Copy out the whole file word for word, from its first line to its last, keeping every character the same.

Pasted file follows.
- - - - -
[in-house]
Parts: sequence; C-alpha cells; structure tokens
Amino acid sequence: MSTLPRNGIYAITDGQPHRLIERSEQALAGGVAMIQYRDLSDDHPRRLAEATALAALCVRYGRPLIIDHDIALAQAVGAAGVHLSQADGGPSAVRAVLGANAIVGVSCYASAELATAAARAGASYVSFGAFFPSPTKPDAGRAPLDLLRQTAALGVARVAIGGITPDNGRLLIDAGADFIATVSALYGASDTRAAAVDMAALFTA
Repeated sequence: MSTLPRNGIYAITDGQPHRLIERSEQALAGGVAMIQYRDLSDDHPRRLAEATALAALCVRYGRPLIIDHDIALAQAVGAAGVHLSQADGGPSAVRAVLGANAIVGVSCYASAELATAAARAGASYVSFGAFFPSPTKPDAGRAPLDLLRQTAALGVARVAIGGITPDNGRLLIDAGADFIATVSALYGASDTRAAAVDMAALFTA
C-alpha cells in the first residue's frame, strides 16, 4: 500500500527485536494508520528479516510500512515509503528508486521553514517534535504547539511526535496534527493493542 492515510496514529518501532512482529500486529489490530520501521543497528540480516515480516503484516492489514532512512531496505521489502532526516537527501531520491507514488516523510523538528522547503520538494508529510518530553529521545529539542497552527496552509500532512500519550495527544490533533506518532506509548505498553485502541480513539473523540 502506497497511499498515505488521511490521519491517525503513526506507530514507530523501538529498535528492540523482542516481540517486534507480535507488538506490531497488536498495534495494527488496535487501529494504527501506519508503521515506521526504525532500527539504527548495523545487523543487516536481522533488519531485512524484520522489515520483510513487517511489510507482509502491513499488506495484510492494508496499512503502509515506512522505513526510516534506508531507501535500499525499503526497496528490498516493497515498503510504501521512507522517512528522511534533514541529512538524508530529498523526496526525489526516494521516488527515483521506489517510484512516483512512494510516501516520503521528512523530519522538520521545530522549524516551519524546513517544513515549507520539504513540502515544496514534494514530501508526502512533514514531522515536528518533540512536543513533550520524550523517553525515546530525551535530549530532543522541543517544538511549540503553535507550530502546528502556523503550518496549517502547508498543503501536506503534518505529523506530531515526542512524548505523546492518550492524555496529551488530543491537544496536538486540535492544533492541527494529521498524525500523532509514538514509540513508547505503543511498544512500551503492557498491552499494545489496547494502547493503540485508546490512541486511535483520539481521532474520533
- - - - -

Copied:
[in-house]
Parts: sequence; C-alpha cells; structure tokens
Amino acid sequence: MSTLPRNGIYAITDGQPHRLIERSEQALAGGVAMIQYRDLSDDHPRRLAEATALAALCVRYGRPLIIDHDIALAQAVGAAGVHLSQADGGPSAVRAVLGANAIVGVSCYASAELATAAARAGASYVSFGAFFPSPTKPDAGRAPLDLLRQTAALGVARVAIGGITPDNGRLLIDAGADFIATVSALYGASDTRAAAVDMAALFTA
Repeated sequence: MSTLPRNGIYAITDGQPHRLIERSEQALAGGVAMIQYRDLSDDHPRRLAEATALAALCVRYGRPLIIDHDIALAQAVGAAGVHLSQADGGPSAVRAVLGANAIVGVSCYASAELATAAARAGASYVSFGAFFPSPTKPDAGRAPLDLLRQTAALGVARVAIGGITPDNGRLLIDAGADFIATVSALYGASDTRAAAVDMAALFTA
C-alpha cells in the first residue's frame, strides 16, 4: 500500500527485536494508520528479516510500512515509503528508486521553514517534535504547539511526535496534527493493542 492515510496514529518501532512482529500486529489490530520501521543497528540480516515480516503484516492489514532512512531496505521489502532526516537527501531520491507514488516523510523538528522547503520538494508529510518530553529521545529539542497552527496552509500532512500519550495527544490533533506518532506509548505498553485502541480513539473523540 502506497497511499498515505488521511490521519491517525503513526506507530514507530523501538529498535528492540523482542516481540517486534507480535507488538506490531497488536498495534495494527488496535487501529494504527501506519508503521515506521526504525532500527539504527548495523545487523543487516536481522533488519531485512524484520522489515520483510513487517511489510507482509502491513499488506495484510492494508496499512503502509515506512522505513526510516534506508531507501535500499525499503526497496528490498516493497515498503510504501521512507522517512528522511534533514541529512538524508530529498523526496526525489526516494521516488527515483521506489517510484512516483512512494510516501516520503521528512523530519522538520521545530522549524516551519524546513517544513515549507520539504513540502515544496514534494514530501508526502512533514514531522515536528518533540512536543513533550520524550523517553525515546530525551535530549530532543522541543517544538511549540503553535507550530502546528502556523503550518496549517502547508498543503501536506503534518505529523506530531515526542512524548505523546492518550492524555496529551488530543491537544496536538486540535492544533492541527494529521498524525500523532509514538514509540513508547505503543511498544512500551503492557498491552499494545489496547494502547493503540485508546490512541486511535483520539481521532474520533